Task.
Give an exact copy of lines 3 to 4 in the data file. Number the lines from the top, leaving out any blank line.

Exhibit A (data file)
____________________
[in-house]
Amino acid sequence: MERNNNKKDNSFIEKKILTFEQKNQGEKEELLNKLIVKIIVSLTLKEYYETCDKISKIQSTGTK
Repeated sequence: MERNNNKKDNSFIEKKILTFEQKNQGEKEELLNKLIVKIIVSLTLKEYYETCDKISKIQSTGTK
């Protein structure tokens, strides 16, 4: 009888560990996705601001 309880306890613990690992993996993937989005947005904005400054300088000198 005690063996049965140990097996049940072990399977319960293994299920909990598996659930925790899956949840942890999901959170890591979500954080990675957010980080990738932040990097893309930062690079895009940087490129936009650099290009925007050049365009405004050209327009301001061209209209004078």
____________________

Repeated sequence: MERNNNKKDNSFIEKKILTFEQKNQGEKEELLNKLIVKIIVSLTLKEYYETCDKISKIQSTGTK
């Protein structure tokens, strides 16, 4: 009888560990996705601001 309880306890613990690992993996993937989005947005904005400054300088000198 005690063996049965140990097996049940072990399977319960293994299920909990598996659930925790899956949840942890999901959170890591979500954080990675957010980080990738932040990097893309930062690079895009940087490129936009650099290009925007050049365009405004050209327009301001061209209209004078």